Thirty, Flirty, and Fertile (Part I)

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Recently, my roommates and I (all of whom are over 30 and single) went to a 90s roller skating party.  At first, we couldn’t think of  what to wear. We decided to look online for inspiration. Suddenly many bad fashion memories came back to us.  The Jennifer Anniston haircut. The little plastic circle that you could slip onto your t-shirt to make it look almost like you tied it, but not quite. The hat with the big sunflower it that could have come right off the show “Blossom.”

My roommate Jess decided to go for the mid 90’s grunge look. She had a morose spirit hanging over her that was obviously inspired by Pearl Jam. Jess dressed the part perfectly with cotton leggings, converse, and an oversized flannel shirt. (I recently learned that the flannel shirt craze was inspired by Kurt Cobain. When Cobain was asked why he wore them, he said “I live in Seattle. I get cold.”) The little detail that pulled Jess’ look together was a velvet ribbon choker with a cross on it.  She parted her bangs down the middle, put some black makeup around her eyes, and wore bright red lipstick.

At first I was amused when I saw her outfit.  I thought to myself ” that looks just like what I wore almost every day when I was in college.”

Then, I had my first freak out of the night. ” THAT LOOKS JUST LIKE WHAT I WORE ALMOST EVERY DAY WHEN I WAS IN COLLEGE!” What? How could this be? How could we be going to a decade theme party and I was having flashbacks of my high school and college days?

I started counting backward. Twenty years since the early 90’s. TWENTY YEARS?  Is it possible? I began to realize that going to this party was the equivalent of my mom going to a “Remember the 60’s” party when I was growing up.  I honestly couldn’t believe it.

I calmed myself down, gathered up my courage, put on my florescent orange shirt, applied a ridiculous amount of hairspray,  and headed off to the party.

I got even more freaked out once we got there.  This rollerskating joint  looked like every single rollerskating place I ever went to when I was in middle school.

The orange carpet. The disco balls and lights that put patterns on the dance floor. The brown roller skates that have dangerous orange shoelaces that are way too long.  (Doesn’t anyone even TEST those roller skates? There are CHILDREN wearing these things, for heaven’s sake!) The people going at very high speeds who suddenly swerve around the gateway on the verge of crashing, flashing a smile at you to cover up the fact that they are about to knock six people over. The couples holding hands. The awkward people inching forward very slowly along the walls, trying to pretend they have some semblance of balance.   The inevitable game of crack the whip where a line of people skate around in circles, forgetting that the unfortunate person at the end of the line is rolling so fast that they could at any moment be propelled against the wall.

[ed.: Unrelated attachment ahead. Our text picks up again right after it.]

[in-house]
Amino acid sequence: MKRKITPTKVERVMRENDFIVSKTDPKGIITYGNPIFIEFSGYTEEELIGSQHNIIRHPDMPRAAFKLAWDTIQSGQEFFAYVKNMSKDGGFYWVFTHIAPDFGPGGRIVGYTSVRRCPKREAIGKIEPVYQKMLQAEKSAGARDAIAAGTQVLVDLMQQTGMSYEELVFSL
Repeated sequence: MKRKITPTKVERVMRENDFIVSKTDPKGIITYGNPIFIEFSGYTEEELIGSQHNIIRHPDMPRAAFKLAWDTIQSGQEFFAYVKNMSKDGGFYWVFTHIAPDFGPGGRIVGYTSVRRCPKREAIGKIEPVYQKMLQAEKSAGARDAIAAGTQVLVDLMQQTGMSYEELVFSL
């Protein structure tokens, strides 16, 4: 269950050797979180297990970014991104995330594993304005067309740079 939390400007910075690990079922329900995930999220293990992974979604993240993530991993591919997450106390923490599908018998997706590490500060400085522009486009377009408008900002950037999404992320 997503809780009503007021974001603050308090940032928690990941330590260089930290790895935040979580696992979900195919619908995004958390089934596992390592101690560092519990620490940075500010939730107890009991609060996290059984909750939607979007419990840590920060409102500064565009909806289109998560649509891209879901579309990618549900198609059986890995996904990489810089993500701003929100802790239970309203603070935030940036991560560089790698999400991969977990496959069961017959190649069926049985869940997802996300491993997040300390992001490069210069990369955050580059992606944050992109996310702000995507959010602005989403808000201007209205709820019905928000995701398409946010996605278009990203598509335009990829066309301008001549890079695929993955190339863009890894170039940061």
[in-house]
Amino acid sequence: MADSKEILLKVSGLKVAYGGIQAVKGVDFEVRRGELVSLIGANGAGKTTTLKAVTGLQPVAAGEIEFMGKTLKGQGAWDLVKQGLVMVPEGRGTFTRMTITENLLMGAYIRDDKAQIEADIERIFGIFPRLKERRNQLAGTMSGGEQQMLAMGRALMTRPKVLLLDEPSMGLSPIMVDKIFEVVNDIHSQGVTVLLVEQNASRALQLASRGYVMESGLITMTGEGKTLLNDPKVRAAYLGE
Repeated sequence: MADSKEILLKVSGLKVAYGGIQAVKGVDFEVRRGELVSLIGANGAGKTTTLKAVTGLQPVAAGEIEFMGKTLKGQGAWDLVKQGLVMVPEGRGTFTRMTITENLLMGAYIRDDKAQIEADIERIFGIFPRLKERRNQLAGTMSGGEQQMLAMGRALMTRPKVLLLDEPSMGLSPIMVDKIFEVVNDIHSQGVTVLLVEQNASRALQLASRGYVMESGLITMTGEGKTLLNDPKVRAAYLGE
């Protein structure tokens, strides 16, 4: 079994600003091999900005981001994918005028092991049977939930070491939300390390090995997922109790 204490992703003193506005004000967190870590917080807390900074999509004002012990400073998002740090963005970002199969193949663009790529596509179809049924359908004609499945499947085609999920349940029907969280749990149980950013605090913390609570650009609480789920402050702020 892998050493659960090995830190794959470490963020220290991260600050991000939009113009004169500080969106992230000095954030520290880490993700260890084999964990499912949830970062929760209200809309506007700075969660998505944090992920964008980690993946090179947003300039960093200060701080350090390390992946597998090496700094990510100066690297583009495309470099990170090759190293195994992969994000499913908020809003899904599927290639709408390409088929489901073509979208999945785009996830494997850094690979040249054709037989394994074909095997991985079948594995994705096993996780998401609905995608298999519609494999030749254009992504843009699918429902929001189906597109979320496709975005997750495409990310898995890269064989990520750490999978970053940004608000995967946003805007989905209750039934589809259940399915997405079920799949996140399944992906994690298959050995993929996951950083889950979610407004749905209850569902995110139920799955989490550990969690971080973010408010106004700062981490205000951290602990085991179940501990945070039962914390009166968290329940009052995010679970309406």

I went out to skate and found myself wondering (in a very teen-agery way)  if anyone was watching me. I was quite cognizant of the way I smoothly ran my wheels across the floor, how hot I probably looked in my 90’s shirt with one sleeve, how all the 25 year old guys there probably had no idea that I was in High School in the 90s because I still looked so young and vivacious. But those thoughts all stopped abruptly because my too long shoe laces got caught up in my wheels and I fell flat on my face.

Just like in middle school.

After I brushed myself off and started making another lap,  I started listening to the music that was playing.

Even. More. Freaked. Out.

I know Ice Ice Baby was from the 90’s It seems like it belongs in the 90’s. The same goes for Milli Vanilli and Can’t Touch This. But what about Mr. Jones by Counting Crows? Semi Charmed Kinda Life?  One Headlight by the Wallflowers? It does not seem like fifteen plus years since I first heard those songs.

I came home from that party feeling pretty old.

People say to me all the time “Well, age doesn’t matter. It’s just a number.”

You know what my response always is?

“Tell that to my uterus. ”

….To Be Continued

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What Single People Wish Married People Knew

My friend Jess is a beautiful, single blonde girl who has been a missionary in Italy for 10 years and is 37. One day, an Italian woman, let’s call her Mamma Carmen, came up to her with a little charm necklace that had a picture of a saint on it.

“What’s this?” asked Jess.
(Cue in accent of Italian mama who doesn’t speak much English)
“A necklace for you. A picture of Saint Anthony. ”
“Who is Saint Anthony?”
“Is-a- the patron saint of lost-a things.”
“And what have I lost, Mama Carmen?”
“Oh, you know sveetie. ”
“No I don’t know. What is that I have lost?”
“You lost-a your husband.”
“Mama Carmen, isn’t that usually the saint you pray to for a lost sock or car keys-things like that?”
“Yes, but not for you. For you, pray to him for husband. More important than sock.”

Mama Carmen’s Formula:

“Lost Husband + Praying to Patron Saint of Lost Things + Ten Hail Marys= 1 wedding, 5 socks, 2 spoons, and 1 bracelet you thought you gave to your friend Jill.”

I had my own formula concocting conversation with a ministry leader of mine a few years back. Let’s call her Emily. The conversation looked like this:

“Kate, do you remember our babysitter Joann? Well, she  went through a season of really struggling with being single like you are going through.  She cried and battled  and finally brought her burden to the Lord. She let go.

Two weeks later, she met her husband. And he looks just like Ryan Gosling. ”

I said,”Emily, I am really happy for Joann.  But she is twenty freaking years old.”

“So? What does that have to do with anything?”